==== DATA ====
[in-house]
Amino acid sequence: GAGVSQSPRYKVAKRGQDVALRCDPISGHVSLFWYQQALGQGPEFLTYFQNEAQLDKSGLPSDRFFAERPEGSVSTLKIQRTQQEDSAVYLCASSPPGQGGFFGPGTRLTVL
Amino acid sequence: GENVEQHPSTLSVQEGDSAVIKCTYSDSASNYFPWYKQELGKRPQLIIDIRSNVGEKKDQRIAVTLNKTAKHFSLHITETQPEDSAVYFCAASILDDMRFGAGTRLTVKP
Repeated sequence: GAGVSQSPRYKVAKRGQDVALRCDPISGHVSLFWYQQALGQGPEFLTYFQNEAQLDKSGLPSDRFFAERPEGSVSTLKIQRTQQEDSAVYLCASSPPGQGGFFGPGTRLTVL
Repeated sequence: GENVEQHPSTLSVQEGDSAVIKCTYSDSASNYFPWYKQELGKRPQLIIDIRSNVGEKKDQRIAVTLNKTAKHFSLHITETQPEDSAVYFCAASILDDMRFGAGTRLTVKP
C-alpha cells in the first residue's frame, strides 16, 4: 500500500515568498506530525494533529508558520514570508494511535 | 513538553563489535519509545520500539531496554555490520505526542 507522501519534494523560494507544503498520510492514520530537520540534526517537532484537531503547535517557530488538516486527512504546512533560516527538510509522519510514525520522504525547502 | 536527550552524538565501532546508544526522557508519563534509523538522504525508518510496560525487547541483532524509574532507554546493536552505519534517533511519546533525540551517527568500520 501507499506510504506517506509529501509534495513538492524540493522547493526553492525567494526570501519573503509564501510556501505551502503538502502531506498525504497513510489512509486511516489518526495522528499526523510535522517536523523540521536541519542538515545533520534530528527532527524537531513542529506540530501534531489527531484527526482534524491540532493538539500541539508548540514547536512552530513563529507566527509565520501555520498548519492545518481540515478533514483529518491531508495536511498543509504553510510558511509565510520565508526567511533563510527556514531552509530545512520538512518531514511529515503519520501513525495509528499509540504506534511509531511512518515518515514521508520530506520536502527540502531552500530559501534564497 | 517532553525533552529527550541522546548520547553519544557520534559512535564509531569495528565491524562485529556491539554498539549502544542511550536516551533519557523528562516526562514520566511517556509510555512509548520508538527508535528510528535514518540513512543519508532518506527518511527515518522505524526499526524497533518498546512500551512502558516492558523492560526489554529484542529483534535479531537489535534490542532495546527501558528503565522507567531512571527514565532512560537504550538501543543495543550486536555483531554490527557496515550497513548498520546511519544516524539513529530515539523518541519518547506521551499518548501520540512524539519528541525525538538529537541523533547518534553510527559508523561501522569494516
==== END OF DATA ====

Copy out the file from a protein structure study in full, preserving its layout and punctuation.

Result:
[in-house]
Amino acid sequence: GAGVSQSPRYKVAKRGQDVALRCDPISGHVSLFWYQQALGQGPEFLTYFQNEAQLDKSGLPSDRFFAERPEGSVSTLKIQRTQQEDSAVYLCASSPPGQGGFFGPGTRLTVL
Amino acid sequence: GENVEQHPSTLSVQEGDSAVIKCTYSDSASNYFPWYKQELGKRPQLIIDIRSNVGEKKDQRIAVTLNKTAKHFSLHITETQPEDSAVYFCAASILDDMRFGAGTRLTVKP
Repeated sequence: GAGVSQSPRYKVAKRGQDVALRCDPISGHVSLFWYQQALGQGPEFLTYFQNEAQLDKSGLPSDRFFAERPEGSVSTLKIQRTQQEDSAVYLCASSPPGQGGFFGPGTRLTVL
Repeated sequence: GENVEQHPSTLSVQEGDSAVIKCTYSDSASNYFPWYKQELGKRPQLIIDIRSNVGEKKDQRIAVTLNKTAKHFSLHITETQPEDSAVYFCAASILDDMRFGAGTRLTVKP
C-alpha cells in the first residue's frame, strides 16, 4: 500500500515568498506530525494533529508558520514570508494511535 | 513538553563489535519509545520500539531496554555490520505526542 507522501519534494523560494507544503498520510492514520530537520540534526517537532484537531503547535517557530488538516486527512504546512533560516527538510509522519510514525520522504525547502 | 536527550552524538565501532546508544526522557508519563534509523538522504525508518510496560525487547541483532524509574532507554546493536552505519534517533511519546533525540551517527568500520 501507499506510504506517506509529501509534495513538492524540493522547493526553492525567494526570501519573503509564501510556501505551502503538502502531506498525504497513510489512509486511516489518526495522528499526523510535522517536523523540521536541519542538515545533520534530528527532527524537531513542529506540530501534531489527531484527526482534524491540532493538539500541539508548540514547536512552530513563529507566527509565520501555520498548519492545518481540515478533514483529518491531508495536511498543509504553510510558511509565510520565508526567511533563510527556514531552509530545512520538512518531514511529515503519520501513525495509528499509540504506534511509531511512518515518515514521508520530506520536502527540502531552500530559501534564497 | 517532553525533552529527550541522546548520547553519544557520534559512535564509531569495528565491524562485529556491539554498539549502544542511550536516551533519557523528562516526562514520566511517556509510555512509548520508538527508535528510528535514518540513512543519508532518506527518511527515518522505524526499526524497533518498546512500551512502558516492558523492560526489554529484542529483534535479531537489535534490542532495546527501558528503565522507567531512571527514565532512560537504550538501543543495543550486536555483531554490527557496515550497513548498520546511519544516524539513529530515539523518541519518547506521551499518548501520540512524539519528541525525538538529537541523533547518534553510527559508523561501522569494516